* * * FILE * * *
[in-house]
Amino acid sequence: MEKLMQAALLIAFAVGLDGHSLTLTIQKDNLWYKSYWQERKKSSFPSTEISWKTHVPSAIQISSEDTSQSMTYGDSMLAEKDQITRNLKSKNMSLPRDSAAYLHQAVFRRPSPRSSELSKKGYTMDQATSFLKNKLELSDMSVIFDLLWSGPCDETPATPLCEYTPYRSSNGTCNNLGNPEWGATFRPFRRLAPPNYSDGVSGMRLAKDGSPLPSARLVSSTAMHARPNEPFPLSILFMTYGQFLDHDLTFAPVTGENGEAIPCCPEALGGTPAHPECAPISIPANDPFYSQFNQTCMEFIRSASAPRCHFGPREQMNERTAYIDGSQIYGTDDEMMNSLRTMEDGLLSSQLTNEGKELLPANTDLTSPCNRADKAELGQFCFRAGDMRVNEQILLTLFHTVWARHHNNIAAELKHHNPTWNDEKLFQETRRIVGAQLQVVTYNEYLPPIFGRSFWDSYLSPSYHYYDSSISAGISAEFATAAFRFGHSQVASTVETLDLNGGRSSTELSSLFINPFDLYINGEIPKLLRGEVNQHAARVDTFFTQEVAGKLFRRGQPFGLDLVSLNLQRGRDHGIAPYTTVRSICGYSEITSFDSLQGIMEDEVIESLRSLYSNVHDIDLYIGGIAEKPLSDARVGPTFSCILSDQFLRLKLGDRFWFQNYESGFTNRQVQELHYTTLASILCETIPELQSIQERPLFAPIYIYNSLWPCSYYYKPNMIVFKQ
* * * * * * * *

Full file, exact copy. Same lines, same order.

[in-house]
Amino acid sequence: MEKLMQAALLIAFAVGLDGHSLTLTIQKDNLWYKSYWQERKKSSFPSTEISWKTHVPSAIQISSEDTSQSMTYGDSMLAEKDQITRNLKSKNMSLPRDSAAYLHQAVFRRPSPRSSELSKKGYTMDQATSFLKNKLELSDMSVIFDLLWSGPCDETPATPLCEYTPYRSSNGTCNNLGNPEWGATFRPFRRLAPPNYSDGVSGMRLAKDGSPLPSARLVSSTAMHARPNEPFPLSILFMTYGQFLDHDLTFAPVTGENGEAIPCCPEALGGTPAHPECAPISIPANDPFYSQFNQTCMEFIRSASAPRCHFGPREQMNERTAYIDGSQIYGTDDEMMNSLRTMEDGLLSSQLTNEGKELLPANTDLTSPCNRADKAELGQFCFRAGDMRVNEQILLTLFHTVWARHHNNIAAELKHHNPTWNDEKLFQETRRIVGAQLQVVTYNEYLPPIFGRSFWDSYLSPSYHYYDSSISAGISAEFATAAFRFGHSQVASTVETLDLNGGRSSTELSSLFINPFDLYINGEIPKLLRGEVNQHAARVDTFFTQEVAGKLFRRGQPFGLDLVSLNLQRGRDHGIAPYTTVRSICGYSEITSFDSLQGIMEDEVIESLRSLYSNVHDIDLYIGGIAEKPLSDARVGPTFSCILSDQFLRLKLGDRFWFQNYESGFTNRQVQELHYTTLASILCETIPELQSIQERPLFAPIYIYNSLWPCSYYYKPNMIVFKQ